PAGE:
SCISHOW: MAKING CURIOSITY
SciShow is a well-done, interesting YouTube channel. While not overly
technical, they do a good job of “making curiosity contagious,” as they
like to say. The channel is diverse–there is a playlist of the world’s most
asked questions, such as what is the meaning of life and why is the sky
blue? There is also SciShow News, a round-up of some of the most
interesting science stories of the week; SciShow Dose, quick doses of
science tidbits; and SciShow infusions, a more in-depth, scientific look
into a variety of topics. In two other features, SciShow examines the
minds of some of humanity’s greatest scientists, and visits some of the
world’s oddest places, like the Pennsylvania town that has been on fire
for 50 years.
The non-profit World Science U is an
online teaching platform that provides a
unique educational experience for any
user. Taught by founder and famous
physicist Brian Greene–along with other
renowned professors–the website offers
courses that let you spend minutes,
hours, days or months on a subject,
Unplugged, Master Classes and Courses. Science Unplugged provides hundreds
of short video answers to a wide range of questions from “What is a Higgs Parti-
cle?” to “What happens to time near a black hole?” Master classes are designed
by prestigious scientists from leading research universities. The material can
generally be covered in a few hours. Students can earn World Science U certifi-
cation upon successful class completion. The short courses, suitable for a broad
spectrum of learners, typically require two to three weeks to complete and have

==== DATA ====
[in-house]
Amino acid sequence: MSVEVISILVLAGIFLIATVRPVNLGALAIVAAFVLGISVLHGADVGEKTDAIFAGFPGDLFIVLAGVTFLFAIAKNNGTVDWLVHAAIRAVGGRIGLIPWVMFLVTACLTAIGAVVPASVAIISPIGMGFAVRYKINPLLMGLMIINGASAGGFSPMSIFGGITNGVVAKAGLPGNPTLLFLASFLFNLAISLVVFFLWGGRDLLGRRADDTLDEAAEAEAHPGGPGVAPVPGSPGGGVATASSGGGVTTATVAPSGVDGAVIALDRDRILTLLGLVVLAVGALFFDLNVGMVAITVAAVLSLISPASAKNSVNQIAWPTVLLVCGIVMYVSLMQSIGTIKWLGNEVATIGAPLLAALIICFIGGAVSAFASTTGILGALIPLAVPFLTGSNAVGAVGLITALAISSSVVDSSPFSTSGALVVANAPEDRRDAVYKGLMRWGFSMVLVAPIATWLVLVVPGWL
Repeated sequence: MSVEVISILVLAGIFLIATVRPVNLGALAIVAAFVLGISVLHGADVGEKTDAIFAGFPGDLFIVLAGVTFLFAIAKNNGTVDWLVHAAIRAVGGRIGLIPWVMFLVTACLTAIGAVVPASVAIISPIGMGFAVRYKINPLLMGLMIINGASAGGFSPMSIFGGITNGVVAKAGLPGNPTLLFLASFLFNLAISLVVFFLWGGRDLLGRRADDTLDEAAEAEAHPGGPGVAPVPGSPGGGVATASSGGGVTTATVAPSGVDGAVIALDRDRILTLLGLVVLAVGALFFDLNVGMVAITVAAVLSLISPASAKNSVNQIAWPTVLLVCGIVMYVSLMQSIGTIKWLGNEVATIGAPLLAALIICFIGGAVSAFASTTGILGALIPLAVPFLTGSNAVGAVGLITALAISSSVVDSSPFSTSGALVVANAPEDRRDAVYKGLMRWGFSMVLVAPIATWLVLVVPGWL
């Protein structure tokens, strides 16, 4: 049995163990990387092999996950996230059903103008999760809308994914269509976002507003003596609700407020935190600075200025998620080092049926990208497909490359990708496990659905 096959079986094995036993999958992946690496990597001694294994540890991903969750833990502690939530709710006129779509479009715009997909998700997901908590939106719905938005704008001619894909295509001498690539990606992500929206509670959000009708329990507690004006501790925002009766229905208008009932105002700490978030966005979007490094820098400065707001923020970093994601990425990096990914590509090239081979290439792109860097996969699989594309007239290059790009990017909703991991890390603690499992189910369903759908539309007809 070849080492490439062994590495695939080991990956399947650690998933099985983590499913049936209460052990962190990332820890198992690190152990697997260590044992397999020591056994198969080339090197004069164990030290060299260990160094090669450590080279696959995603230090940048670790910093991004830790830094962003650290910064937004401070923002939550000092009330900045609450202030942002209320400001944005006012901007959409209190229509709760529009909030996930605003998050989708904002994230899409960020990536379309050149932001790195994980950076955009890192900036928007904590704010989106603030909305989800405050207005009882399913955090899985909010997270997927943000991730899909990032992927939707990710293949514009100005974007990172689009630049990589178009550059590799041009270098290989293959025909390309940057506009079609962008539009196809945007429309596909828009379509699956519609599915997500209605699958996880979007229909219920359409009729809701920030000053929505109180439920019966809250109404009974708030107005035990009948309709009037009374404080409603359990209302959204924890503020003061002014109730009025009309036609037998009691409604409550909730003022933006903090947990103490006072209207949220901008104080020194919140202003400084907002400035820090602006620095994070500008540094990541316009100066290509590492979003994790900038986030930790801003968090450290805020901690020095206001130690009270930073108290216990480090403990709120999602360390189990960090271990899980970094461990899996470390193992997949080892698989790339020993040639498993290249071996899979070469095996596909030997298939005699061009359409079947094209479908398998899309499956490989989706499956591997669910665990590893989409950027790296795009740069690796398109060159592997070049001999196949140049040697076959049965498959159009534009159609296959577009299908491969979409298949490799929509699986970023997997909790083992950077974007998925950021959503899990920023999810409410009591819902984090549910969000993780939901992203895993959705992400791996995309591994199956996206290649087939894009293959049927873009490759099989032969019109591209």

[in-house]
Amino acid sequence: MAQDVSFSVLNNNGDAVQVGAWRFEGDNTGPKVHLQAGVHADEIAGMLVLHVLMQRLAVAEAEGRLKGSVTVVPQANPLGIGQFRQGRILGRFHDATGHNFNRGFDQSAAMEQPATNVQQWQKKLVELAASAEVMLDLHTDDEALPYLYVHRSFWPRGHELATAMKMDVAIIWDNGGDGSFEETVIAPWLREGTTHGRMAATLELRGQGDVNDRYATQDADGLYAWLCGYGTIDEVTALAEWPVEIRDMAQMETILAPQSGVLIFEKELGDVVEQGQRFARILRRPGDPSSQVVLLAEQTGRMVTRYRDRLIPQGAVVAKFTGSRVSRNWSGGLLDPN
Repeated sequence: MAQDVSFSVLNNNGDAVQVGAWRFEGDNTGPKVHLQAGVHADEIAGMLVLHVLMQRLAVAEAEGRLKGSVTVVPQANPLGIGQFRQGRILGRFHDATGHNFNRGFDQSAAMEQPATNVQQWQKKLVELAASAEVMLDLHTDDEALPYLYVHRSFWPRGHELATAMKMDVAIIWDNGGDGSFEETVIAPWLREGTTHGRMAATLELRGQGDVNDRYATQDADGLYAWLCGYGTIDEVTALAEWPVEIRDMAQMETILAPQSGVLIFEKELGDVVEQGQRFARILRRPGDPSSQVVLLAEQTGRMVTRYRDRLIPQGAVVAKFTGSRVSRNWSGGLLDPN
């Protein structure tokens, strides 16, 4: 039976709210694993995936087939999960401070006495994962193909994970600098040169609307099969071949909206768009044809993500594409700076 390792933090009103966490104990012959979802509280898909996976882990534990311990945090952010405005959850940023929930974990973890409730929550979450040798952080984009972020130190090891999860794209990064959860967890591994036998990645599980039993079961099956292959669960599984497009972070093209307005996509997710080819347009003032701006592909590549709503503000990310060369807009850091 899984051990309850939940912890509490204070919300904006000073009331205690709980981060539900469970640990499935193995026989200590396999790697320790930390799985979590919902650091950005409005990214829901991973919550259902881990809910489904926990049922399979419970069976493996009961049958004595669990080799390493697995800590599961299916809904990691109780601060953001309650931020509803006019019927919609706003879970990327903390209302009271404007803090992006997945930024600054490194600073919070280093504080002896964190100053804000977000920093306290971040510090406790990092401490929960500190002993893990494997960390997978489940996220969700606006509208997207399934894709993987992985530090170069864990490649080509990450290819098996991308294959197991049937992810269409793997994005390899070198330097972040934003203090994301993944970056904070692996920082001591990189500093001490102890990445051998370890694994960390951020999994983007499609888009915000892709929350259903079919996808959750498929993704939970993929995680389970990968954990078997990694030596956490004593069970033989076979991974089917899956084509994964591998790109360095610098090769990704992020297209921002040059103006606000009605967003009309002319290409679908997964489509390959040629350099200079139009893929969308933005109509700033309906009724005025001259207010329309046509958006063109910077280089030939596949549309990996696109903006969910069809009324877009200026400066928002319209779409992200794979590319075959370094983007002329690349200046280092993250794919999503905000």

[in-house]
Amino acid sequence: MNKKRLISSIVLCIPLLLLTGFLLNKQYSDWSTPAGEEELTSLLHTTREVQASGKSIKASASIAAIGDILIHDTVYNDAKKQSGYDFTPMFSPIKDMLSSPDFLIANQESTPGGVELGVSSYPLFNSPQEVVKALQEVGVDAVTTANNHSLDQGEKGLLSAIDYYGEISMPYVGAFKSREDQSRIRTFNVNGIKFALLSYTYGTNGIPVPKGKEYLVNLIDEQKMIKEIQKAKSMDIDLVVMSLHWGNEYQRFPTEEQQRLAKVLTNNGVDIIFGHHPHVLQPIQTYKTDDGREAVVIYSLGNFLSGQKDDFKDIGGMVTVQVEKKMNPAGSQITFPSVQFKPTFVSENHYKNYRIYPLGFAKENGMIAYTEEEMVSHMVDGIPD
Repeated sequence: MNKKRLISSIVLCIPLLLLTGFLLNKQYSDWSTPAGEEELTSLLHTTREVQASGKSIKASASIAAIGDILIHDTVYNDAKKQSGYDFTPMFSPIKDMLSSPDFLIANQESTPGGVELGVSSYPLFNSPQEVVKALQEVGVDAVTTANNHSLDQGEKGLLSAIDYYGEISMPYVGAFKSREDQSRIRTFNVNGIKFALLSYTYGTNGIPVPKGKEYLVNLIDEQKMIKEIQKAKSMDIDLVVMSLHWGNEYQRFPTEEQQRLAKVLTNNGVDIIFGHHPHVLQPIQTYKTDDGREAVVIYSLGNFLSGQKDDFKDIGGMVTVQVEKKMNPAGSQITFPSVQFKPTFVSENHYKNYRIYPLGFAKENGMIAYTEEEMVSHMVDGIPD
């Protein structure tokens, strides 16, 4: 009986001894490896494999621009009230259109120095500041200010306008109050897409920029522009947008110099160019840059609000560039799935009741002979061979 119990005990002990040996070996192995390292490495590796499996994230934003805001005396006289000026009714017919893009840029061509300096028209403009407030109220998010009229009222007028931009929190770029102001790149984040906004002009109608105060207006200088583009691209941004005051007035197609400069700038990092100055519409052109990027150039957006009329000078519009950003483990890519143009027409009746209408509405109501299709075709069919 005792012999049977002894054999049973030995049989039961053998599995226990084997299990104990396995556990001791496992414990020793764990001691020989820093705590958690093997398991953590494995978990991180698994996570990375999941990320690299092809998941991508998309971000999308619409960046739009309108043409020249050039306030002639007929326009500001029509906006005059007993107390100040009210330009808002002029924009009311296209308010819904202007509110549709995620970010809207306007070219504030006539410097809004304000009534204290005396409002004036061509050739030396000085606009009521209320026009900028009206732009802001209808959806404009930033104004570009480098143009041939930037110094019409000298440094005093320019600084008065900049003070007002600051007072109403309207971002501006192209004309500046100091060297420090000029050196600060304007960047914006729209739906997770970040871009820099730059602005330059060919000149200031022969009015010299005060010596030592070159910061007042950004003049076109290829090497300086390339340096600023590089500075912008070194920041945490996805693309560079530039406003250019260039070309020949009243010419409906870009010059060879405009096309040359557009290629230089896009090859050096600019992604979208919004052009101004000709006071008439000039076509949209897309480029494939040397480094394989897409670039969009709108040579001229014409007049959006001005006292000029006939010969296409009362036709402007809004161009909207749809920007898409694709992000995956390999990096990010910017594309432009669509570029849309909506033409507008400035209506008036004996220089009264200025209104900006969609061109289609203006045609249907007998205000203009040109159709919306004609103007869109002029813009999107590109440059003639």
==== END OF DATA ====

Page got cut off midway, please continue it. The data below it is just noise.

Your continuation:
no homework or exams. University courses are university-level offerings that typ-
ically require eight to 10 weeks to complete. Students work at their own pace and
can earn World Science U certification upon successful course completion.
KNOWLEDGE FOR EVERYONE: WORLD SCIENCE U
Ever feel small in this big world?
If so, this interactive won’t help
you. It will do the opposite. From
designer Whitevinyl, the “Here
is Today” interactive is based on
a simple but visually appealing
user interface. First, it gives you
today’s date. Press the “Okay”
button a few times and get the month, year and century.
Keep going for the millennium and the current epoch on
the geologic scale. While you are doing this, the timeline
that you started with–that originally showed just the day–
gets smaller and smaller. If you push even further, the timeline shows the formation of Earth, life, oxidation, animals
and last but not least, the universe. By the time you are at
the end, the little block that once represented the present is
so small–in the scheme of things–that you can’t even see it
anymore. The changing, interactive timeline is an interesting way to put time in perspective.
WHAT IS TIME?